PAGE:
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How Would I Protect and Maintain a $150,000 Supercar?

How Would I Protect and Maintain a Supercar?

A few days ago I read an interesting article that quoted a few owners that owned supercars. They basic idea of the article was showcasing owners that aren’t afraid to drive their supercars, and they even get a little irritated by other owners that refuse to enjoy their cars beyond watching them collect dust in a garage or a collection. I thought it was a good read, and it also made me think of what I would do if I was in their shoes. Would I drive a $150,000 exotic sports car or supercar very often if I had one in the garage?


I also recently saw a headline that the Corvette C8 is the new retirement car. What that meant is that those that have made the leap to retirement are celebrating by buying a new 2020 or 2021 Chevy Corvette C8. They are really becoming hard to find at a dealer, and if you can find one on a showroom floor, they probably have a hefty markup. Spending $100,000 on one is pretty easy if you start adding the performance packages too. I’m not ready to retire, nor do I have an extra hundred grand for a limited-edition supercar, but if I did what would I put in the garage. In any case, I’d still maintain it myself. It sounds crazy, but as a Mechanical Engineer by background, I still like to get my hands dirty. It gives me a chance to see how things come apart and go back together. How a machine was assembled, and if I think anything could be done better on the next generation.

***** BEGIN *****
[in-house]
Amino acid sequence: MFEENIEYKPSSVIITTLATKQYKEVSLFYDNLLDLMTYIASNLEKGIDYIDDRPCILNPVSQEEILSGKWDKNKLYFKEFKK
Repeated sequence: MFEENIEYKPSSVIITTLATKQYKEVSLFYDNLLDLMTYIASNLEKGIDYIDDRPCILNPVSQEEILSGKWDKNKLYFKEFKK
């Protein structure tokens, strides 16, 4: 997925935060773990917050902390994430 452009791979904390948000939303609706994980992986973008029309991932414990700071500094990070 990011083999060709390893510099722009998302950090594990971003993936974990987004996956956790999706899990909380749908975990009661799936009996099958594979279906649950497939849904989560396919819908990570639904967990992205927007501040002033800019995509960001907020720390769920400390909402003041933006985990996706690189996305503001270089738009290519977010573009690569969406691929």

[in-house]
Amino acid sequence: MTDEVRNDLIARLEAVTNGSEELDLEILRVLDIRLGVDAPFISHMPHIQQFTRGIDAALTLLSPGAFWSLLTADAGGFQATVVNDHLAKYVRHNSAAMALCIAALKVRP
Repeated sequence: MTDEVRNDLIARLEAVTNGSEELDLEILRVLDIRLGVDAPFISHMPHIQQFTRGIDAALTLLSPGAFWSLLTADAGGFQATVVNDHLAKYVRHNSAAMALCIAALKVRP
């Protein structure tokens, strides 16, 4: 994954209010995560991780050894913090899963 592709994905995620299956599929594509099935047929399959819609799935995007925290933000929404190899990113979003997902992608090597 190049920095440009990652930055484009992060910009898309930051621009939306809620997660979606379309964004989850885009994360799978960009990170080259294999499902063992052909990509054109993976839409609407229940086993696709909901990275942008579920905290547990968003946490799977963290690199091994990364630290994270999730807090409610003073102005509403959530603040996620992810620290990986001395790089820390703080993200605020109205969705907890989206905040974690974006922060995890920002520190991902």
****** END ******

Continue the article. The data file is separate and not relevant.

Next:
With $150,000 purchase price, here are the current models I think I’d enjoy owning and driving:

2021 Chevy Corvette 3LT

I admit the Corvette is still the talk of the internet considering how low you can buy one for before any dealer markup. If I really wanted one, the markup may just be the price to pay to get one in the garage. So what could $100k buy off the showroom floor? For a starting price of $72,000 you can pick up the 3LT model, which is the top option for the 2021 model. It comes standard with the 6.2L direct injection v8 and an 8-speed dual-clutch transmission. Add another $1,000 for Red Mist Metallic Tintcoat on the exterior, and a simple black leather interior. Beyond that you can check the box for the Z51 Performance Package that includes better suspension, electronic limited-slip differential, and Brembo anti-lock brakes. That’s just $6,000, but probably worth it. I’d also opt for the Engine Appearance Package for a little glitz for the $1,000 and the Roadside Package for the $175. That seems a no brainer for safety. I’m not much for shiny wheels, so something chrome isn’t on my wish list. I’d rather have the 19” and 20” 5-trident spoke wheels with silver paint. Less maintenance than a machined finish. On the black interior, you could add the Carbon Fiber trim package for $1,500. The grand total on my C8 is a few bucks under $85,000.


2021 Audi R8